Wednesday, November 23, 2016

Don't Let Go, by Mike Ciccotello

Do you have a special memory from childhood that you hold dear? Is it your first solo bike ride? Is it playing on a long summer day? Or maybe that time you got hurt while doing something your parents told you not to? Take a minute to think about your memory and the emotion tied to it. 

This year's SCBWI, Tomie dePaola competition, has a beautiful prompt that spoke to me immediately.

... cast yourself, as a child, in a picture book. Show your autobiographical character in a scene and make sure to convey the emotion of your character. The viewer should be able to read the emotion of the character immediately and clearly.

  After I read that, the timeline of my life flashed back to 1981, directly to "my moment."

My mother and father divorced in 1978(ish). My brother was six and I was four. Our mom didn't have much money, she ran her own flower shop in Lindenwold, NJ. She did the best she could with the money she had. She has always been a creative influence, and taught us to respect others and never give up on our dreams.

The setting was a concrete parking area, behind my mother's flower shop. It was our play area while she worked. In the piece, I was dreaming of flying. I was convinced if I had the right positioning and strong enough gust, I would lift off the ground. Of course, I didn't want to leave my mother and brother, but I was curious of exploring the sky. I would have been sure to be home by dinner.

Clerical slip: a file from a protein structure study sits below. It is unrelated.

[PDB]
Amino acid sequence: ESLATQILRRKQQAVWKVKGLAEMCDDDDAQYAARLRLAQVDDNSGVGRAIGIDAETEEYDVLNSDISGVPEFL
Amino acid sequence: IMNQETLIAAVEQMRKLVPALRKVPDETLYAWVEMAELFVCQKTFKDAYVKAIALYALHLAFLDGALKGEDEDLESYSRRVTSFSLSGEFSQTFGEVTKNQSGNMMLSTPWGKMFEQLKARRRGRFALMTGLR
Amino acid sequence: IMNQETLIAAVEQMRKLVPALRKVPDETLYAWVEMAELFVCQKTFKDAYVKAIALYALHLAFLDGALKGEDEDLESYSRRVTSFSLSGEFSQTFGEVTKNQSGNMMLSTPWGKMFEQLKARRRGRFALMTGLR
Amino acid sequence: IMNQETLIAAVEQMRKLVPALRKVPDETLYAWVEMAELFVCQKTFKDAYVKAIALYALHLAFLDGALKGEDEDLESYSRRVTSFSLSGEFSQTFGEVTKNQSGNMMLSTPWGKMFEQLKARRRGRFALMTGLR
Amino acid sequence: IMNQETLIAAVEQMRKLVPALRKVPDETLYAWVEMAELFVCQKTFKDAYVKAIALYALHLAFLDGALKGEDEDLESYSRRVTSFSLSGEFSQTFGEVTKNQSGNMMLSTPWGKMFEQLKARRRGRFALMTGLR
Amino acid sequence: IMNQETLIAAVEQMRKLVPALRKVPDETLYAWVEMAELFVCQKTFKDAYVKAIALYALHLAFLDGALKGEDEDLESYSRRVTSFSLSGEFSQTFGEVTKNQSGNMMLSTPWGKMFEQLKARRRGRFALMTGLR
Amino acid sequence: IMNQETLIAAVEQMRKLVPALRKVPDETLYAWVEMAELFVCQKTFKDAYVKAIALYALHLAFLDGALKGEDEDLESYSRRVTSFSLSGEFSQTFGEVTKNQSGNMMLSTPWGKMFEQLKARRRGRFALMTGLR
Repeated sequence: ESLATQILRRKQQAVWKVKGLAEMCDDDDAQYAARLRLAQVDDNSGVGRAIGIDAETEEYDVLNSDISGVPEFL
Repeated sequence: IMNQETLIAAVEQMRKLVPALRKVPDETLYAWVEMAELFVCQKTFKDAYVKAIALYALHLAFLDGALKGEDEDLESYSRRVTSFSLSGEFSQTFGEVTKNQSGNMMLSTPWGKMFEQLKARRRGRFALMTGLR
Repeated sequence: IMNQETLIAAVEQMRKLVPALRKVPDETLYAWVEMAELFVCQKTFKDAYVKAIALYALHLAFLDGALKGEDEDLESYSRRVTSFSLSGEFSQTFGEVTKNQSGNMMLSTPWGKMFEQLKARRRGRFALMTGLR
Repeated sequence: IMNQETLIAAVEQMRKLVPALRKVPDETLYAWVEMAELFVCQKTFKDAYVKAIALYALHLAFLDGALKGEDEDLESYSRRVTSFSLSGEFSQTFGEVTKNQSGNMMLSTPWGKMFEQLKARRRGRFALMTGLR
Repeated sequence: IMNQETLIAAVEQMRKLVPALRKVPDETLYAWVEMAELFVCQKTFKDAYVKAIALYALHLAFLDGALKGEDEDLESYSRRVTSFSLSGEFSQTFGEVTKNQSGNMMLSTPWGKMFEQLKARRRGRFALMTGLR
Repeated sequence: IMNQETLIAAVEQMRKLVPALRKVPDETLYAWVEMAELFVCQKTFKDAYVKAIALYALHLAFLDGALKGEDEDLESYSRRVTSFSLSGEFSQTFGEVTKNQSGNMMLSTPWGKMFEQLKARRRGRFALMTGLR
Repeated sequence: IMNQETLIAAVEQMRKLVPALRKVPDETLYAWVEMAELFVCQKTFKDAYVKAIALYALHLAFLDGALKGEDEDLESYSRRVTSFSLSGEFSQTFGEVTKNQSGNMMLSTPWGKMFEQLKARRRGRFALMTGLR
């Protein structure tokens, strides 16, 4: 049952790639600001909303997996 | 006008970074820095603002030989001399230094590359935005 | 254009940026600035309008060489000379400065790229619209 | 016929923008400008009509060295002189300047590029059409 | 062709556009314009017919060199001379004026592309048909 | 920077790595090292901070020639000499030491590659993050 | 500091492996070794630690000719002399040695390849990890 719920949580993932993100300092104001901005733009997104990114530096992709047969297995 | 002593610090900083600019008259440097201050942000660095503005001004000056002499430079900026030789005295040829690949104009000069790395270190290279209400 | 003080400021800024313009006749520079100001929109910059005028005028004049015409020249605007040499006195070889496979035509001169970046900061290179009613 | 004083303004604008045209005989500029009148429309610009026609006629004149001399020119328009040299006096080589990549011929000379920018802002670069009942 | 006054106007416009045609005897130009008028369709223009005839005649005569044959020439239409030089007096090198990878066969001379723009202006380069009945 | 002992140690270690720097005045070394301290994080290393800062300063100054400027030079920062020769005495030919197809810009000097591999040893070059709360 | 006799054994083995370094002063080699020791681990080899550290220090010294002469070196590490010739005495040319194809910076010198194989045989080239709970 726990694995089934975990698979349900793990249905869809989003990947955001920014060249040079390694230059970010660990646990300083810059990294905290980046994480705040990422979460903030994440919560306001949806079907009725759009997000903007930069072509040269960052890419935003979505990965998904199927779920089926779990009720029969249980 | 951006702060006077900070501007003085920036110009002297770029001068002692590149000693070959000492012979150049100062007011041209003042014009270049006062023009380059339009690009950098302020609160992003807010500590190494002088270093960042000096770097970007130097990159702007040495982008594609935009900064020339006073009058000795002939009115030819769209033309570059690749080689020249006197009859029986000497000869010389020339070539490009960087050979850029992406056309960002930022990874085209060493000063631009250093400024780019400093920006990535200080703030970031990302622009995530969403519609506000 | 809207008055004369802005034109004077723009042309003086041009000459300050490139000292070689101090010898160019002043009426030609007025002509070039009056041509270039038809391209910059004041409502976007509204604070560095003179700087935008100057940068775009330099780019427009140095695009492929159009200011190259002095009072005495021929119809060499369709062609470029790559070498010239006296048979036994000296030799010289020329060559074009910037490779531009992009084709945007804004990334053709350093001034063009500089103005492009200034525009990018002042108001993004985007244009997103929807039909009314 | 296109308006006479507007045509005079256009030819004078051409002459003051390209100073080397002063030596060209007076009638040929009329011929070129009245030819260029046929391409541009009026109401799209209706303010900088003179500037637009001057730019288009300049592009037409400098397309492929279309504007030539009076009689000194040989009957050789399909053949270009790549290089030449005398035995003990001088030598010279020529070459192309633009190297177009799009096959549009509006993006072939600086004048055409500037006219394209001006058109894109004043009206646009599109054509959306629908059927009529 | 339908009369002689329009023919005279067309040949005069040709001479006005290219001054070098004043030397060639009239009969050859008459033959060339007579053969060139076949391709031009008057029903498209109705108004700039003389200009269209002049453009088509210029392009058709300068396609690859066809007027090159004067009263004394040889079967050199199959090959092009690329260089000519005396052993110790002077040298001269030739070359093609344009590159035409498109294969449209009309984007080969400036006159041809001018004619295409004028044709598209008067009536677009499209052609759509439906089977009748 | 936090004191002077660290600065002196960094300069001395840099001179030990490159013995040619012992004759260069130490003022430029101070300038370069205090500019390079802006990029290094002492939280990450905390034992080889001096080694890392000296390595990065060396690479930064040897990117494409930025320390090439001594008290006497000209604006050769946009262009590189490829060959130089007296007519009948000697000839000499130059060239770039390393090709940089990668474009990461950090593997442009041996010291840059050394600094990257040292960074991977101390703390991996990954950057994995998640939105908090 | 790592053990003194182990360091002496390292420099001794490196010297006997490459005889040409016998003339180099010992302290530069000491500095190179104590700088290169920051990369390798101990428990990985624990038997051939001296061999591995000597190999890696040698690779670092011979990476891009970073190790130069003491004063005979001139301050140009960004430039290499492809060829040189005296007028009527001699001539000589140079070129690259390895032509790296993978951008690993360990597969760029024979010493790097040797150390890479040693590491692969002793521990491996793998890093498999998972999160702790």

Recently, a friend asked why I didn't take flight in the piece. In situations I am not too sure about, I tend to play it safe. I hold myself back. In a sense, I come back to the safety of my mother, and wait until the time is right. My mother has always said I do everything late, but when I finally decide to move on something, I do it with determination and all of my heart. I am getting into children's literature a little late in the game, but I'm following my dream and I'm not letting go.

Whether you take the time to enter the Tomie dePaola competition or not, I think it's an idea worth exploring for all of us. It was such a meaningful process for me, and who knows, it may be for you too.

Twitter: @ciccotello 
Instagram: @ciccotello 

Thursday, November 17, 2016

The effect of a picture... By Barbara DiLorenzo

"Girl With A Balloon" By Banksy
Many people begin drawing at an early age because making a mark–whether in mud, on paper, or for the rascally few–on walls, gives such a sense of pleasure. Dragging a bright purple crayon across a white sheet of paper changes the paper forever. Young children, unburdened by realism, see art as the joy of making marks in different colors. This early form of picture making is the first step on the road to becoming creative adults. (Which, I believe we are all capable of becoming, though some plot a course to other passions in life.) Though the marks carry no representational meaning to the audience, the young artist may tell a complex story about who the characters are, and their saga.